Having attended the ACC annual meeting in San Antonio last month, I have many fresh ideas and thoughts in my head as I listened to and participated in numerous conversations around the challenges GCs are facing. If you look at any of the Twitter updates coming out the conference (#accam10) you will notice a focus on using data. No, I am not talking about ediscovery.
Discussions out of panels addressing topics from the ACC Value Challenge to project management to setting fees - incorporated in some fashion the concept of gaining visibility into one’s own data. Using your own data to gain insight sounds logical enough but in practice it is a rare find in corporations. Rarer still inside the GC domain – well let’s just say the legal domain as a whole. Lawyers both fear and quest for data (depending on the matter and side they are on). Data represents a treasure trove of information that is used by adversaries in the discovery process. Ediscovery has awoken lawyers to the idea that “data” is ubiquitous. But it has also led to misconceptions on it use as too often data is used in only an adversarial manner. This is unfortunate as data represents a virtual treasure trove of information to any business person looking to know more and do more to help their organization.
Too often when data is mentioned the first thing that comes to mind of most lawyers is the dreaded “ediscovery.” Yet that represents only a fraction of the data-world. Corporations are literally swimming in data. We talk about data being in silos, or something IT controls, or being overwhelmed with data in our professional and personal lives or even worse – data being our enemy as it can expose us and break down privacy. But from a corporate perspective data should represents intelligence first and foremost. BI (Business intelligence) folks understand this. But BI is a foreign concept to most lawyers regrettably. And those that are aware of it tend to regard it as some secret ops team that no one knows of or knows of what they do – so basically they ignore them. While BI is arguably a crucial component of any corporation looking to increase operational excellence or market performance it too represents only a portion of how one can use data.
The question is really who does “own” the data of a corporation? Own in the sense of manage and/or control or better yet govern? It seems that just now there is a growing awareness that GCs need to dig deeper into their organizations data assets to learn more about how to manage legal services. It is becoming more commonly known that using data regularly collected by time keeping systems has been immensely helpful in understanding fees better. What has been missing is an internal view in to the corporation itself to look for and learn about what other data sources may be helpful to GCs and the business as a whole.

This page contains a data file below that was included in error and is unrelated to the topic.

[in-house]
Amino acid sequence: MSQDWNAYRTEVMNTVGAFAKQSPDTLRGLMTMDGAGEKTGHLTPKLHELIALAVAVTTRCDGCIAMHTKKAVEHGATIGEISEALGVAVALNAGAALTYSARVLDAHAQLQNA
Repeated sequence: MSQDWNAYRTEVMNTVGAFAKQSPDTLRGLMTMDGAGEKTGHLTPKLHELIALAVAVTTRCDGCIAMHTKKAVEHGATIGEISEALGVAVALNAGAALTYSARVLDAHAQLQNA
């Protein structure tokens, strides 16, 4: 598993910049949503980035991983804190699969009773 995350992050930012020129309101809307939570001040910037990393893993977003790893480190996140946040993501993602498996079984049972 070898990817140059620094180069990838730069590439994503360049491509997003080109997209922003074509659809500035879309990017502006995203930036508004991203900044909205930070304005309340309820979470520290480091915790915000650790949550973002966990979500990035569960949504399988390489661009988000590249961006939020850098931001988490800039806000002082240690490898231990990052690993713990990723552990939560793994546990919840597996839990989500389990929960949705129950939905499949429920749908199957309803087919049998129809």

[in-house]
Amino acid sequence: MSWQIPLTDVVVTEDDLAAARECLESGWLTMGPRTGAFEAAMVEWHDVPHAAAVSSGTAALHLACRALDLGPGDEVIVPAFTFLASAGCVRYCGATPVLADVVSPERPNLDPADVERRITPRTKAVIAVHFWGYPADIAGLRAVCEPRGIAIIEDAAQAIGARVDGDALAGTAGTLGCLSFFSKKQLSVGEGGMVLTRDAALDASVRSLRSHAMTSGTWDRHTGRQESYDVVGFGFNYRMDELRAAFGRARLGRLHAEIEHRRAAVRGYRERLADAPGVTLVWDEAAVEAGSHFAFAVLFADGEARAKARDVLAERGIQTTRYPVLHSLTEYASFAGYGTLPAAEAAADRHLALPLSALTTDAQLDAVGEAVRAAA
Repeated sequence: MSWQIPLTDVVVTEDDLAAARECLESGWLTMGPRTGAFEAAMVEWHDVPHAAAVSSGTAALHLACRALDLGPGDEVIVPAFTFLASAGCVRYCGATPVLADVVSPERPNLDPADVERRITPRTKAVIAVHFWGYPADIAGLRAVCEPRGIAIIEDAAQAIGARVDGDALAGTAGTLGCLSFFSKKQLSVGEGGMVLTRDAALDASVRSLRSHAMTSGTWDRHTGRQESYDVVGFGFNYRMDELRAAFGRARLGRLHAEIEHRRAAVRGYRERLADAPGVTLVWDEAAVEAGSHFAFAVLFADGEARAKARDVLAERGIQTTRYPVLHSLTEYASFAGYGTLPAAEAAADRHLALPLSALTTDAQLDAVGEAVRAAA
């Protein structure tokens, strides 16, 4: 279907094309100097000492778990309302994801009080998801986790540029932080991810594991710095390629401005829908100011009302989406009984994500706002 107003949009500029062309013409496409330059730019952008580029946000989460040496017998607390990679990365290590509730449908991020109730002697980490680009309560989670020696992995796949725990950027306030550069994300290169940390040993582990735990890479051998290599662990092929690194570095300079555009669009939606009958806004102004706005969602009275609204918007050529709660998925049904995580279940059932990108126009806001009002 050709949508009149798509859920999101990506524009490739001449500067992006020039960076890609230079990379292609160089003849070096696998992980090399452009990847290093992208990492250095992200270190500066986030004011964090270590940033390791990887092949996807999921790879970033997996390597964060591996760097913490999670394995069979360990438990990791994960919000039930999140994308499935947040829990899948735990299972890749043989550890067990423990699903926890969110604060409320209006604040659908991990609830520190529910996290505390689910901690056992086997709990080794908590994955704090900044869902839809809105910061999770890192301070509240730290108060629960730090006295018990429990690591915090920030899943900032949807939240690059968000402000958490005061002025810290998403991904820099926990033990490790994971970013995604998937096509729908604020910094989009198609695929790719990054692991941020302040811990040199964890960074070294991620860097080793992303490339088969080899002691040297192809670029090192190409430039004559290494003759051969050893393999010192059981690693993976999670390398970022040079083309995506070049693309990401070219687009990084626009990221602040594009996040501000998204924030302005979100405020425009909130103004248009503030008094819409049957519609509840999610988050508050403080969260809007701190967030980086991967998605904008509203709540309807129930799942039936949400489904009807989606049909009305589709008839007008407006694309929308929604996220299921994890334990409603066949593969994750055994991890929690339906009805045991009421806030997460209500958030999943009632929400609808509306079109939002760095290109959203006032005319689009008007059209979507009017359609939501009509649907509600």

So who should take “ownership” over an organization’s data? This is a difficult question because “owing” data it often misunderstood – this is due to how one generally thinks about data. Most people would say IT owns the data. But as stated in a recent article by Martin Hansen at Information Management:
“Storing the data is an IT issue, but understanding and interpreting the data is a business issue done by the business functions. This is one of the primary challenges when trying to place the ownership. Data is not owned, but partly managed by IT, and business doesn’t want to own anything that ‘smells’ like IT. This is typically the reason ownership is not anchored, and hence, falls between two chairs.”
I would add to this that the legal sector in a corporation currently neither wants to own nor manage data. However, lawyers often have to “deal” with the data and more often the “data” is outcome determinative in legal events. Arguably legal needs to take a more active role in its organization’s data. I am not suggesting by any means that legal needs to own or even manage data but rather instead of addressing data in a reactionary method – having to address data issues as they arise in response to discovery – legal has a vested interest in the on-going or living architecture of the its organization’s data ecosystem.
As data convergence (or information convergence) continues to accelerate and diversify – lawyers will continue to confront data issues – issues that may have been able to be remedied by other practices, initiatives, or internal business groups prior to the lawyers’ involvement. By taking an active role in data management lawyers have a lot to gain and little to lose.
Note: For some decent reading on this and related topics - IT Savvy: What Top Executives Must Know to Go from Pain to Gain